[00:03:02] Kalani Scarrott: So I’ve been to Indonesian, so I’ve got a bit more invited. Yeah. But for someone who has never been to Indonesia, could you explain what a warung is and why they’re important to Bukalapak?

[00:03:10] Aaron Pek: So, building on the illustration I gave you earlier, the reason why Bukalapak can treat these warungs as customers, despite being an e-commerce operation, is precisely because they are just one or two main business. Because if you think about a typical e-commerce operation, the end customer is actually a B2C relationship, right?

[00:03:32] A business-to-customer relationship where they deliver to your door the last mile kind of thing, right? in the warung context, Bukalapak is actually having a B2B relationship because they are just fulfilling the supply chain side of the equation, right? Of the retail supply chain. But the reason why they can.

[00:03:52] the s as a customer in an e-commerce context is because they’re so small. Right? When the business is run just by one or 2%, you’re effectively a B2C customer, even though substantially you are a B2B customer, right? And we’re going to this later, but they do a lot of full FMCG businesses, our sales.

[00:04:12] so sorry, this. The relationship between Bukalapak and a warung room. So to go back to your first question, ARU is basically loosely translated as a stall. I think in some countries they call them Hawker, right? But while the term hawker is usually associated with, food sales, right fresh food sales in the warung context, they are actually proper FMCG businesses.

[00:04:39] Kalani Scarrott: Thank you. So what problem then does Bukalapak solve, and then why does this problem also persist?

[00:04:46] Aaron Pek: So the thing is this, as I’ve alluded to earlier, Indonesia is still a pretty low income country and, to draw a contrast to the developed nations, right? The e-commerce operations tend to be nation.

[00:04:57] With large economies of scale, penetrated by our bottleneck by the warehouses, right? The fulfillment centers. So that’s where the economy of scale happen in the e-commerce sector. now coming to Indonesia, the context, the legacy context is that, there hasn’t really been a lot of e-commerce development pre covid.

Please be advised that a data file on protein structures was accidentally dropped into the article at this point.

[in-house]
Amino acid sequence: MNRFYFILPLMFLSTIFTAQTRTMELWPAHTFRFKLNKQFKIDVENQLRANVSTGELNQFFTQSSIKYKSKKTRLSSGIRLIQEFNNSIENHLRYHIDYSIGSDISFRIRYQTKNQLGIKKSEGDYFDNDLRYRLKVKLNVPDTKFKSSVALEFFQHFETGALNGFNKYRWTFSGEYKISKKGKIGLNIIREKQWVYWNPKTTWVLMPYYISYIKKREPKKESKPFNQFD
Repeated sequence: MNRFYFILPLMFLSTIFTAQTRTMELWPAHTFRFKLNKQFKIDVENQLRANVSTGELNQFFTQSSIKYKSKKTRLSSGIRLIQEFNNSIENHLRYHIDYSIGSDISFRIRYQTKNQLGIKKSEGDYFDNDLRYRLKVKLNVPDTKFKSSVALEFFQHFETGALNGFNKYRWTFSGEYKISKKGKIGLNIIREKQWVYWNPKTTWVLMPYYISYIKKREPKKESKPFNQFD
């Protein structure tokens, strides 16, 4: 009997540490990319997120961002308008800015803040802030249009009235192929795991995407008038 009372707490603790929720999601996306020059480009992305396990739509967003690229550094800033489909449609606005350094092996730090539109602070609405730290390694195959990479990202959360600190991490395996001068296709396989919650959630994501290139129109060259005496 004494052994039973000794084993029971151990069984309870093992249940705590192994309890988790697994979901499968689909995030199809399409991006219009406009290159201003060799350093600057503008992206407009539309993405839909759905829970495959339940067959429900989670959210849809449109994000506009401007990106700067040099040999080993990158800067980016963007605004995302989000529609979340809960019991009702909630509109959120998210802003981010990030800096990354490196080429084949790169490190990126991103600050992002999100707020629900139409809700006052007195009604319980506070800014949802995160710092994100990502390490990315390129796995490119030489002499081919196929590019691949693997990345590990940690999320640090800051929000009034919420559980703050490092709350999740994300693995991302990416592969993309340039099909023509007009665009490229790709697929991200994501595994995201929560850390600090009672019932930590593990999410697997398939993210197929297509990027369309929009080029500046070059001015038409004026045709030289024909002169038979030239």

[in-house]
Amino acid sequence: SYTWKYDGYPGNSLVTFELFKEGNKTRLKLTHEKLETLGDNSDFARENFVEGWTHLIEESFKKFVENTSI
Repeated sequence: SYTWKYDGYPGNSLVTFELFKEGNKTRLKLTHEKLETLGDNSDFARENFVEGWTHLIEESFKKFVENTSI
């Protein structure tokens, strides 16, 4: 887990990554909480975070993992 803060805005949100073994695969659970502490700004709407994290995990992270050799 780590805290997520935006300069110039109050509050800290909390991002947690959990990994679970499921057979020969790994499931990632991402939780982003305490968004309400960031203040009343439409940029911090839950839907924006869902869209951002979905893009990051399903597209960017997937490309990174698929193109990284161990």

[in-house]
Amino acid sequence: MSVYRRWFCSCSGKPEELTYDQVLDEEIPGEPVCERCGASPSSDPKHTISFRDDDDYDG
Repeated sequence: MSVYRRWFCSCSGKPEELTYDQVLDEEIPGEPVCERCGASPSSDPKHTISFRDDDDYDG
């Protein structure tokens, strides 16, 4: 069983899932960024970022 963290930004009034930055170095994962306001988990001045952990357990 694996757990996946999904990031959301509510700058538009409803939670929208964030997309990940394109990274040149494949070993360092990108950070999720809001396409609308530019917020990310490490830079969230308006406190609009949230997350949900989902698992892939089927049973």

[00:05:19] So to this, or, or at least to the pre covid era, there is still a very big presence among the brick and mortar distributors. For instance, one of the Salim Group’s competitors, another table like conglomerate is called Ena, the Sinar Mas Group. And Sinar Mas owns basically, the biggest brick and mortar retail distributor.

[00:05:45] So what do I mean by distributor? Just think about the middle mile of your typical e-commerce operation, right. Where they are, they are delivering it from the source to the end customer. So that’s what we call the middle mile. The last mile is from the warehouse near your, near your address to your doorstep.

[00:06:03] Right? Right. So, even prior to e-commerce in the retail sector, there is a minimum, right? So for instance, in Walmart, in your Tescos, right? And, busy distribution is still a very huge presence in Indonesia as a brick-and-mortar retail distributor, right? The space it occupies in the national retail supply chain.

[00:06:25] Now let’s bring Bukalapak, and its peers in. So, as I mentioned, Bukalapak doesn’t deliver per se to the end customer, it delivers to the warungs. So it’s a B2B relationship and therefore it fulfills a quasi-middle mile. Right? Although it more resembles last mile. And here’s where comes in. They are basically digitalizing busy distributions, physical, bring and mortar retail distribution supply chain, right?